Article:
Why You Won’t Miss Cash When They Stop Printing It

Why You Won’t Miss Cash When They Stop Printing It

Even as Australia races towards being a cashless society, it’s often hard to imagine what that would mean for the average person.

One of the clearest signs of a future without cash came in the most recent budget, when the government announced it will ban all cash transactions over $10,000 starting in 2019.

That’s just one of several changes bringing about the real possibility, in theory at least, that we may simply stop printing cash one day.

Why You Won’t Miss Cash When They Stop Printing It

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It seems like the logical and bold, if controversial, next step since the majority of Australians are already choosing digital payment methods.

The Reserve Bank of Australia says cash payments have plummeted from around 70 per cent ten years ago to just 39 per cent today.

And Visa recently revealed that contactless payments have hit an all-time high in Australia at 92 per cent of all transactions, naming Sydney and Canberra as global leaders ahead of the likes of New York and Singapore.

As a cashless society becomes an increasingly likely reality, here are some of the advantages we can look forward to from the payment revolution.


Put simply, using digital payments is easier and faster for most people and that’s a huge incentive for ditching the cash.

Take your daily commute, for example. Travel smart cards like Opal or Myki generally save a lifetime of hassle compared to a queue of people searching for the right change.

That efficiency is beneficial to business as well as the consumer.

In addition to saving heaps of time, you can leave that bulky wallet at home. In fact, you don’t even need a wallet — just let your smartphone take care of the bill with mobile payment systems like Apple Pay or Google Pay.

And forget the last-minute dash to an ATM when you owe somebody money. Services like PayID facilitate instant transfers using your choice of a unique identifier, such as your phone number. You don’t even need to memorise account numbers and BSBs.

Why You Won’t Miss Cash When They Stop Printing ItImage: iStock

Saving Money

Thanks to retailers’ aversion to round numbers, you’ve probably got a bunch of loose change sitting at the bottom of your wallet or in a jar at home collecting dust.

If you’re paying digitally for something that costs, say, $10.99 or $7.84, you’ll no longer risk wasting those annoying coins, which all add up.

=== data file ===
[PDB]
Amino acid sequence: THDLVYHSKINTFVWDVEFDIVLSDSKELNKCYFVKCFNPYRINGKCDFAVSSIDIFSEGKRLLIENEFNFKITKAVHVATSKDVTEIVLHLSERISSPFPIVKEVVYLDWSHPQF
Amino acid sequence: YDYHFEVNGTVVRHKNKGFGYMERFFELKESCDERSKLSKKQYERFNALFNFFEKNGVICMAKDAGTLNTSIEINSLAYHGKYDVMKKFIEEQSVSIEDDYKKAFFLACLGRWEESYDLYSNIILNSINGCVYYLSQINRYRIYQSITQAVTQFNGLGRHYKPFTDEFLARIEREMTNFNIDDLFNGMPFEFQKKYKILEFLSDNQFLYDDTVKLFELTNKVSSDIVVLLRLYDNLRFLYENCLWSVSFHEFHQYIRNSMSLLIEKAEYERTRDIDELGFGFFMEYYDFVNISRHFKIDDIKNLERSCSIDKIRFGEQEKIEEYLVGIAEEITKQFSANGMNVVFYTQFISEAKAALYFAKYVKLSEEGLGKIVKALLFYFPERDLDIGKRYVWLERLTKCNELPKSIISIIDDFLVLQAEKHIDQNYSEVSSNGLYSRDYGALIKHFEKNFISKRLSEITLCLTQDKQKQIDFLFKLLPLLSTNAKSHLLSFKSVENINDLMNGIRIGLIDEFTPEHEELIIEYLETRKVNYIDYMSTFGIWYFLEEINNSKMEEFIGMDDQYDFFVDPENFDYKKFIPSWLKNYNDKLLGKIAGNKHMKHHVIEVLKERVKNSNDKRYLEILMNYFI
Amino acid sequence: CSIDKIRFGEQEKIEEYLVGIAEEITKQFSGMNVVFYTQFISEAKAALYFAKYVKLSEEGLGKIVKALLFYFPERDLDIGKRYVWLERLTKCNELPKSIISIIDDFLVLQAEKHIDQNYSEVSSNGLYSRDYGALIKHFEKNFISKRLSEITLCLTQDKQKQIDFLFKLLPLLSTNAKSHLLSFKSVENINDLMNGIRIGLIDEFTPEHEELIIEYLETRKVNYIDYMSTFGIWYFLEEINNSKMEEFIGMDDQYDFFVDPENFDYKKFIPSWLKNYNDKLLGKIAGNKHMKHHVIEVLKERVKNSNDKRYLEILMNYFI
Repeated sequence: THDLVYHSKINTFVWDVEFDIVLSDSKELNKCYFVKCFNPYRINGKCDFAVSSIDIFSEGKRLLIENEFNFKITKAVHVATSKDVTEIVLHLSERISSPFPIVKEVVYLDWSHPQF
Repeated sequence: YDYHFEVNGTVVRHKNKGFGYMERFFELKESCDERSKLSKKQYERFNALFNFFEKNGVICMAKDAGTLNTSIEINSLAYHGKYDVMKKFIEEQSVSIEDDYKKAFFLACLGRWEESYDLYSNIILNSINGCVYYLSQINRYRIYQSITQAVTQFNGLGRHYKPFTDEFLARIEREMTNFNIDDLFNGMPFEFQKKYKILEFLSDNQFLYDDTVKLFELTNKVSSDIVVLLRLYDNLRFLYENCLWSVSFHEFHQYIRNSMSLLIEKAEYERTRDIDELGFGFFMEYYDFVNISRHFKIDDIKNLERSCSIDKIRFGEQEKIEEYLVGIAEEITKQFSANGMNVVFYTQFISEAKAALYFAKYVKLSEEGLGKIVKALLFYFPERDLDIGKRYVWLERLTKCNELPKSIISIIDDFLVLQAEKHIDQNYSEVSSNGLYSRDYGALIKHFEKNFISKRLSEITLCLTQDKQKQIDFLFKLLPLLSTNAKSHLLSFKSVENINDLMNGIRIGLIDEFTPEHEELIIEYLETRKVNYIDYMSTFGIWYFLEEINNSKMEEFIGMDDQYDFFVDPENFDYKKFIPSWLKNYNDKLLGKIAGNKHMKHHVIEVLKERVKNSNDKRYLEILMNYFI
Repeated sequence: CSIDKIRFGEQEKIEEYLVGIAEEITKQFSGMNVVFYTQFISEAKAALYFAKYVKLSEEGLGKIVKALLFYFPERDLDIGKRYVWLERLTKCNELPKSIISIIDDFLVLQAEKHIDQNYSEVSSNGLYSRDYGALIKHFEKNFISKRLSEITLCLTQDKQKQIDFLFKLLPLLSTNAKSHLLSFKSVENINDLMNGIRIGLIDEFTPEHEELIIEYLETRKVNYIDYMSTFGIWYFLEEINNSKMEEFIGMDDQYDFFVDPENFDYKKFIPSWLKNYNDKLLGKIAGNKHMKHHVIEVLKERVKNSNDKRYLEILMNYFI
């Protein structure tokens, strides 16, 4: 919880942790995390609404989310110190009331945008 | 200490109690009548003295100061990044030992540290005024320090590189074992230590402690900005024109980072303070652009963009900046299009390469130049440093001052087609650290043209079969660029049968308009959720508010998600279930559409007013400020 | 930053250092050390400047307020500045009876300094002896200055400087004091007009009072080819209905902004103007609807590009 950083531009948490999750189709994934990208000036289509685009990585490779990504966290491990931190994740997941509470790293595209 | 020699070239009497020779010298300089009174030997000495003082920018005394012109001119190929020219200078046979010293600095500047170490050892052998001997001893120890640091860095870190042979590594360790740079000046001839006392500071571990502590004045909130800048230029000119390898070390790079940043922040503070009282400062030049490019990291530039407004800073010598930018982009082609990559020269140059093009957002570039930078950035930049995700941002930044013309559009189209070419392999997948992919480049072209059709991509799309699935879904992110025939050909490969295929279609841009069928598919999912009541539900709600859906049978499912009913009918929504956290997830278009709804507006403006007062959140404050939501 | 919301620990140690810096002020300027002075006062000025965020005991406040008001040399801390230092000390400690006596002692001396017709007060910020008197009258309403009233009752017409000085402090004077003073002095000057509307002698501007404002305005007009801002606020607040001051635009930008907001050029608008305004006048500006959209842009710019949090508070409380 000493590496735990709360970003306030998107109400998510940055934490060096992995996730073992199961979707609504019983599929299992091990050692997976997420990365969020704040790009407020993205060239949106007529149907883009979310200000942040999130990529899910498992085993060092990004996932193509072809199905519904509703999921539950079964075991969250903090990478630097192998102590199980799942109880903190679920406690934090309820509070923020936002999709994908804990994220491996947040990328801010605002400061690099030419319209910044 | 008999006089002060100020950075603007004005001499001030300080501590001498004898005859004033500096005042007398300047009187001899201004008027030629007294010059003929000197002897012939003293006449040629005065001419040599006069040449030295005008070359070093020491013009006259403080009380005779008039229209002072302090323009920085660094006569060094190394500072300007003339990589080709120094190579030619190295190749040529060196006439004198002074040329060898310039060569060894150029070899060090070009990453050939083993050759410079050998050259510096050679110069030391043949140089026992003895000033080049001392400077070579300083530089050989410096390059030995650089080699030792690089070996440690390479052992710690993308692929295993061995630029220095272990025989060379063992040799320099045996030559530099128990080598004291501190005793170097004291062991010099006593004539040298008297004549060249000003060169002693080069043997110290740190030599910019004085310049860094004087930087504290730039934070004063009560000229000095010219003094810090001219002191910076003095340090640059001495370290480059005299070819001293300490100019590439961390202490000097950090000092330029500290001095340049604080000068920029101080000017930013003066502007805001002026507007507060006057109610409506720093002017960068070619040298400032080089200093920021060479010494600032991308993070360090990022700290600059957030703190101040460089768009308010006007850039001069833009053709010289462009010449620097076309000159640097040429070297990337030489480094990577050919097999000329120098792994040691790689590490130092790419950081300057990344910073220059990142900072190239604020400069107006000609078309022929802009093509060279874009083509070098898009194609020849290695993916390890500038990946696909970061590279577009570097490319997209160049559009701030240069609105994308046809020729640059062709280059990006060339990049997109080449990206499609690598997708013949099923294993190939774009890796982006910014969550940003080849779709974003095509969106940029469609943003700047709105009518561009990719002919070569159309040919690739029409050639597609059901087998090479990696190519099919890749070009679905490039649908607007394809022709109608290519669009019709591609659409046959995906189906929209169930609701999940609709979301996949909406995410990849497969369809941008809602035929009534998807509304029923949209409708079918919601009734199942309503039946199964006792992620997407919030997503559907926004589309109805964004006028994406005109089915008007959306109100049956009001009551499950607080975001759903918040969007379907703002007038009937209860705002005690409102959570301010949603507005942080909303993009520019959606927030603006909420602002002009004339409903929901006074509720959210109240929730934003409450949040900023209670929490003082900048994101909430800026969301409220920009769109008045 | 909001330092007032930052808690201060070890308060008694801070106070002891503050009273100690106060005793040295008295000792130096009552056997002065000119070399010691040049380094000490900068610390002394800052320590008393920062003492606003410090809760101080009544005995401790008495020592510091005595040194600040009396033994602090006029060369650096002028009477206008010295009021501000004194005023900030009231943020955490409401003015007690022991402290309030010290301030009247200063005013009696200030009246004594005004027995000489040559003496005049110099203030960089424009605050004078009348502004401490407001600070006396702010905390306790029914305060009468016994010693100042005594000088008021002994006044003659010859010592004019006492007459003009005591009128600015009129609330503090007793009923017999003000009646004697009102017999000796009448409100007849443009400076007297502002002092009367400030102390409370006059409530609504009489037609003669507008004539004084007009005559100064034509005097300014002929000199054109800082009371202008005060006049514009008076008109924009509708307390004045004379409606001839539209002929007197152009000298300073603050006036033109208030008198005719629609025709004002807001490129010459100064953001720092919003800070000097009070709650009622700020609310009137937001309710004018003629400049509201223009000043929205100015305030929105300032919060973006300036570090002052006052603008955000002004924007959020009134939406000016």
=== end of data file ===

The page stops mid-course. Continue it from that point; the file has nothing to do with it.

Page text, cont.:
Going digital also means having sophisticated budgeting tools at your fingertips. You can easily keep track of your spending habits, which can be categorised and analysed to help you cut back.

Once you get over the initial shock of your monthly coffee spend, it’s incredibly useful!

And with the government recently approving open banking proposals, it will be easy to use your financial data to switch banks and find the best deals.

Plus, you can take advantage of offers and promotions offered by various digital payment services.

Added Security

We hear a lot about the risks of ID fraud with digital payments, and it does happen, but going cashless also offers a lot of added protection.

All the main banks and card issuers offer fraud protection guarantees, meaning you’ll get a 100 per cent refund on unauthorised transactions.

Fraud protection technology will only get better with time as AI enables smarter monitoring to proactively predict and stop attempts before they happen.

With cash, once it’s gone it’s gone — whether it’s fallen out of your pocket or fallen into the wrong hands.

Economy Boost

The elephant in the room is that a lot of, shall we say, legally questionable behaviour relies on the anonymous nature of cash.

The argument goes that a cashless society would reduce activity that forms the so-called Black Economy, since most transactions would be tracked.

A boost in tax revenues would be expected as cash-in-hand payments would no longer be possible. It would certainly make things fairer for those who pay all their taxes.

Additionally, believe it or not, it costs money to make money. The savings made from administrative costs of printing cash could also be redistributed to other causes.

So while many legitimate concerns have been raised over becoming a cashless society, such as privacy issues and how older people and children would adapt to the change, there are many benefits to be had from going digital!